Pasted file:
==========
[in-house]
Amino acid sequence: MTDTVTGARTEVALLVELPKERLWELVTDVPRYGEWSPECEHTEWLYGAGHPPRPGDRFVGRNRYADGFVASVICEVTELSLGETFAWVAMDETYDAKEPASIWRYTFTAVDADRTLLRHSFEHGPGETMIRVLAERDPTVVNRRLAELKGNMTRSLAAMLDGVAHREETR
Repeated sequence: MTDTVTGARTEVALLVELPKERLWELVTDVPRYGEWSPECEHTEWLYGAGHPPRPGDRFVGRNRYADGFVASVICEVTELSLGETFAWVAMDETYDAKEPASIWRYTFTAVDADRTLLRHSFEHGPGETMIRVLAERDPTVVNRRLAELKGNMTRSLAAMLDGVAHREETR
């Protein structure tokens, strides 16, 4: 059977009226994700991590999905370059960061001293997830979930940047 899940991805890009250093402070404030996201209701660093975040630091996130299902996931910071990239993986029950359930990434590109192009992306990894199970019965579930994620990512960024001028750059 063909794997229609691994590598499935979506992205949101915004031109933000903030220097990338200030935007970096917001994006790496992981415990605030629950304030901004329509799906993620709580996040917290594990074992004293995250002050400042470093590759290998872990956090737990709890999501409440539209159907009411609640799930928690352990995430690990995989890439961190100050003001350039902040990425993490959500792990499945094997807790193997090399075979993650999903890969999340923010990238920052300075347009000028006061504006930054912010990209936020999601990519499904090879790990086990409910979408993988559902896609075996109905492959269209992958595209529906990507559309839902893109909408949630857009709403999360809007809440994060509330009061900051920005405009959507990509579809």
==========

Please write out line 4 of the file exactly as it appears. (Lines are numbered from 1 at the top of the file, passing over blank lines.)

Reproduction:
């Protein structure tokens, strides 16, 4: 059977009226994700991590999905370059960061001293997830979930940047 899940991805890009250093402070404030996201209701660093975040630091996130299902996931910071990239993986029950359930990434590109192009992306990894199970019965579930994620990512960024001028750059 063909794997229609691994590598499935979506992205949101915004031109933000903030220097990338200030935007970096917001994006790496992981415990605030629950304030901004329509799906993620709580996040917290594990074992004293995250002050400042470093590759290998872990956090737990709890999501409440539209159907009411609640799930928690352990995430690990995989890439961190100050003001350039902040990425993490959500792990499945094997807790193997090399075979993650999903890969999340923010990238920052300075347009000028006061504006930054912010990209936020999601990519499904090879790990086990409910979408993988559902896609075996109905492959269209992958595209529906990507559309839902893109909408949630857009709403999360809007809440994060509330009061900051920005405009959507990509579809």